Amazon’s first foray into the tablet market, the Kindle Fire, is widely perceived as the first real competitor to the iPad. Whether that’s true or not will be discussed later, but for shoppers looking to gift a tablet for the holidays, it can be hard to which is the better gift. That’s why we’re going to compare the two on four points: hardware, software, ecosystem, and price.
The hardware on the Kindle Fire is simple. It’s a half-inch thick slab of black plastic with a rubber back. The feel of the Fire is actually pretty nice considering the materials, and the rubber back makes it easy to grip. It’s not nearly as pretty as the iPad, of course, but its cheaper looks comes with advantages; if I were to drop the Fire, I wouldn’t be as concerned about damaging it.
There are several odd choices Amazon made in the design. First, in portrait orientation the bezel on the bottom of the Fire is actually thicker than on the top, making it asymmetrical. Second, there aren’t any hardware volume controls; you have to use a software slider. Third, the power button and audio jack are on the bottom, making it easier to accidentally turn off and making listening to headphones harder.
One of the big draws of the Fire over the iPad is its seven-inch screen. I can easily wrap my entire hand around the Fire, which I can’t do with the iPad. The smaller form factor also has the advantage of portability; you could easily fit the Fire in a purse or small bag, unlike the iPad. The downside, of course, is that the iPad offers a bigger screen for watching movies or playing games.
The iPad has two cameras, one on the back, and another on the front for FaceTime. The Fire has none. This omission makes sense, both to cut costs, and because most people probably already have a smartphone with a better camera than what Amazon could’ve put in the Fire anyway. But it also means that the Fire can’t do video chat like the iPad.
There’s only 8 GB of space included on the Fire, half of what the cheapest iPad has, and the Fire has no SD card slot to expand that storage. Amazon obviously expects most users to access their media from Amazon’s cloud. It’s a problem for folks with lots of locally-stored media and less purchased through Amazon.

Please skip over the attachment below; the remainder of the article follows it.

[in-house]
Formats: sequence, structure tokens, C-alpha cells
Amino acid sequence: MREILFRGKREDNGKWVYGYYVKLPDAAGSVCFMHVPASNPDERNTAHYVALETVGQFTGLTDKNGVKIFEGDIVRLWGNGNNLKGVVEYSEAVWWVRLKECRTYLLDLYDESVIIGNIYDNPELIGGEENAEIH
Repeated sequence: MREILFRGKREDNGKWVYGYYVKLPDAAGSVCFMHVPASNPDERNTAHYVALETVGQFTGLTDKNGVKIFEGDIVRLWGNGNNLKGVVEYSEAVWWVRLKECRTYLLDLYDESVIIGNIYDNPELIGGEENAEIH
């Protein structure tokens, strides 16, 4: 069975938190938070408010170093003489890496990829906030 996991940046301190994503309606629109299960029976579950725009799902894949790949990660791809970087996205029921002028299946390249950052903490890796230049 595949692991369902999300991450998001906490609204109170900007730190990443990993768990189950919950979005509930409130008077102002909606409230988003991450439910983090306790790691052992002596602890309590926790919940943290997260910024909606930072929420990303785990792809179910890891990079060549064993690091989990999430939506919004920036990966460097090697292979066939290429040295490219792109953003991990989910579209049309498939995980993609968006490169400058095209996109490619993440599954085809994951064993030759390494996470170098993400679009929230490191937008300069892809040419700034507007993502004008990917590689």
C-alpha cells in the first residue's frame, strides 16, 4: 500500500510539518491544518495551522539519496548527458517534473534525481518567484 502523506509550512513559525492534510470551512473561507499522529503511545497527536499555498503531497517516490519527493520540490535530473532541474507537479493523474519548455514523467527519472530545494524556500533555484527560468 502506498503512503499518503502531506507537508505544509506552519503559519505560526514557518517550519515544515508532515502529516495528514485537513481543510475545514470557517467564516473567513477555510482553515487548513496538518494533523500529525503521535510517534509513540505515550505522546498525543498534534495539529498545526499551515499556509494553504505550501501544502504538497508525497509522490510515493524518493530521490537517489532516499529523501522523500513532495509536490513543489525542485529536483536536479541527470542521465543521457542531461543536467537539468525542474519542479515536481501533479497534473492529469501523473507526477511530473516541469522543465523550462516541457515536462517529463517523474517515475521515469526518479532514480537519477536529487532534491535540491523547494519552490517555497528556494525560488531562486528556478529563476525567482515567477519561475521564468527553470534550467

More than anything, the software is what sets the Fire and the iPad apart. The Fire’s home screen is a dark faux-wood bookshelf; a search box is fixed on the top, and a list of media categories is spread out underneath it. Below that, recently used items appear on a “carousel” and take up most of the bookshelf, with the rest reserved for a scrollable “favorites” area, where you can pin apps, books, magazines, websites, videos, and even music. The interface is all about getting to your media quickly; rather than tapping on an app and then drilling down to the media you want, à la iPad, you can just click on the media itself. It’s an interesting concept, and it works well.
Amazon made several odd design choices with the software, as with the hardware. One of the first things I noticed is that the text in the top bar isn’t centered. Another is the distracting, persistent black bar which brings up the navigation buttons when video is being played in the Netflix app. In addition, the Fire’s software is buggy. Not show-stoppingly so, but enough to annoy. These kind of things show an inattention to detail and polish that iOS doesn’t suffer from.
The main navigation buttons on the Fire.
While the Fire runs a heavily modified build of Android 2.3, you can still feel Android when you’re using it, in the jerky scrolling, in the ever-present software Back, Home and Menu buttons, and in the slightly modified notification drawer. The Fire isn’t for people who can’t stand Android.
The browser on the Fire, called Silk, has a feature that’s supposed to accelerate page loading: Popular pages are monitored by Amazon and cached on their servers, so when you browse to one of those sites, it loads faster. The problem is that the service doesn’t seem to work well; Vimeo user Sencha did a video comparison of the Fire’s browser with acceleration turned on and off, and the results showed that Silk doesn’t make much of a difference. For now, the iPad’s browser is just as fast as the Fire’s, but Amazon will likely improve Silk in the future.
The Fire's text-slection tool in action.